Kevin Jagernauth

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For 294 reviews, this critic has graded:
  • 38% higher than the average critic
  • 2% same as the average critic
  • 60% lower than the average critic
On average, this critic grades 6.4 points lower than other critics. (0-100 point scale)

Kevin Jagernauth's Scores

  • Movies
  • TV
Average review score: 57
Highest review score: 100 Silver Linings Playbook
Lowest review score: 0 Self/less
Score distribution:
  1. Negative: 59 out of 294
294 movie reviews
    • 62 Metascore
    • 75 Kevin Jagernauth
    You might not understand what the hell is happening in Let The Corpses Tan, but you’ll certainly never be bored.
    • 52 Metascore
    • 25 Kevin Jagernauth
    With no unique viewpoint on the story of its own, it’s perplexing why Papillon went in front of cameras at all.
    • 74 Metascore
    • 50 Kevin Jagernauth
    Beast takes a storytelling gamble, presenting itself as a psychological whodunit, before pivoting toward a more genre oriented plot. The risk doesn’t quite pay off, undercutting its thematic potential for thrills that aren’t quite that effective.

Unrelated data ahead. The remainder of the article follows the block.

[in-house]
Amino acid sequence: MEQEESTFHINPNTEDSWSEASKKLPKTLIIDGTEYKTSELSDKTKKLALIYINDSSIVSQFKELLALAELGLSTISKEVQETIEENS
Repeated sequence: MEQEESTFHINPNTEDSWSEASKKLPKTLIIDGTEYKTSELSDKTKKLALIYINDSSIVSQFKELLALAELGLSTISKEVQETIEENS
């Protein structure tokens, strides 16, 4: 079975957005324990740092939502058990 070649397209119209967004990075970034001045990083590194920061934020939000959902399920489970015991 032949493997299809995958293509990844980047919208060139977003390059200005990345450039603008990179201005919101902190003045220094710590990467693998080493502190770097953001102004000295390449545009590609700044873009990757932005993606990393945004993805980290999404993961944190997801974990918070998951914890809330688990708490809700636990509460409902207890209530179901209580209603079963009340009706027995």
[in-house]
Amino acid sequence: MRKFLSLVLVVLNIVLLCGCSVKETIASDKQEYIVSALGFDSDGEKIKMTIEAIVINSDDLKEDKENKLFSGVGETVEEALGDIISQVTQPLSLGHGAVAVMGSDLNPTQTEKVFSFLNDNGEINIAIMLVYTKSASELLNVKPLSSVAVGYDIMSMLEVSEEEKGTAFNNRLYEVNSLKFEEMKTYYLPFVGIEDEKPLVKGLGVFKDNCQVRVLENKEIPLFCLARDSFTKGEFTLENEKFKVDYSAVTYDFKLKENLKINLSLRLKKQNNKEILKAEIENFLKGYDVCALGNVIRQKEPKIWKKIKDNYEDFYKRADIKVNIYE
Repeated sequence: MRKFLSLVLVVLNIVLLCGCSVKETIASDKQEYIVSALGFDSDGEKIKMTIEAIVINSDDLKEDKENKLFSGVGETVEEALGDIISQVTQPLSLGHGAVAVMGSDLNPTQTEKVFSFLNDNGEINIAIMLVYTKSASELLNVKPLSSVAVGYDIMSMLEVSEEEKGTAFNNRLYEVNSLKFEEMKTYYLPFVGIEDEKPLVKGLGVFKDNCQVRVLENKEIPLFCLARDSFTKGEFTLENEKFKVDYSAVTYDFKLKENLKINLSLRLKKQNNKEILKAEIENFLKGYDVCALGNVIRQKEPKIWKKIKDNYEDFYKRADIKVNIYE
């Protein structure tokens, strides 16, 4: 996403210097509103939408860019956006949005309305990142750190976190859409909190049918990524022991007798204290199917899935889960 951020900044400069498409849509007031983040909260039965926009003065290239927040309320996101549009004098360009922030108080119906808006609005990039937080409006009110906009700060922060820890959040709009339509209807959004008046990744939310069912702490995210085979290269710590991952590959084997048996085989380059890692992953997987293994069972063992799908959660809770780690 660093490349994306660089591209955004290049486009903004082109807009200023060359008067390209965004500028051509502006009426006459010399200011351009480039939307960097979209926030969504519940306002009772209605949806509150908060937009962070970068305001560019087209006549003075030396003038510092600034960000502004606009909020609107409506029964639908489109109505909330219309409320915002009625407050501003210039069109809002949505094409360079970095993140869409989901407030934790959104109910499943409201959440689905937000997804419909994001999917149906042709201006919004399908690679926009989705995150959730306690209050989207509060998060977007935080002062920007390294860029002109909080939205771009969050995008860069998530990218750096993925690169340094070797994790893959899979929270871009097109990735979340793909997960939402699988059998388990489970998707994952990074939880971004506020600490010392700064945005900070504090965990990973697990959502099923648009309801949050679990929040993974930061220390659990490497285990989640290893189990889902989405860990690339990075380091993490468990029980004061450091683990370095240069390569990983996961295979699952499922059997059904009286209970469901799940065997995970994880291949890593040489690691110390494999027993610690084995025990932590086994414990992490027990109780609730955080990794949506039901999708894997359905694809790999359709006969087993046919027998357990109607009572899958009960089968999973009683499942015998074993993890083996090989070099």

• 51 Metascore
    • 75 Kevin Jagernauth
    It’s the kind of smoothly rounded, edgeless historical drama that’s built for maximum appeal, with a broad perspective and an easy to digest tone. Well-crafted and ably told, this is a film that’s wholly respectable though not particularly memorable, but still manages to connect with its earnest good intentions and desire to please.
    • 57 Metascore
    • 50 Kevin Jagernauth
    Marked with a conveyer belt quality, Kodachrome is every indie dramedy you’ve seen before, just like more of you’ll see after, and unlikely to create a cherished memory that you’ll want to revisit.
    • 38 Metascore
    • 25 Kevin Jagernauth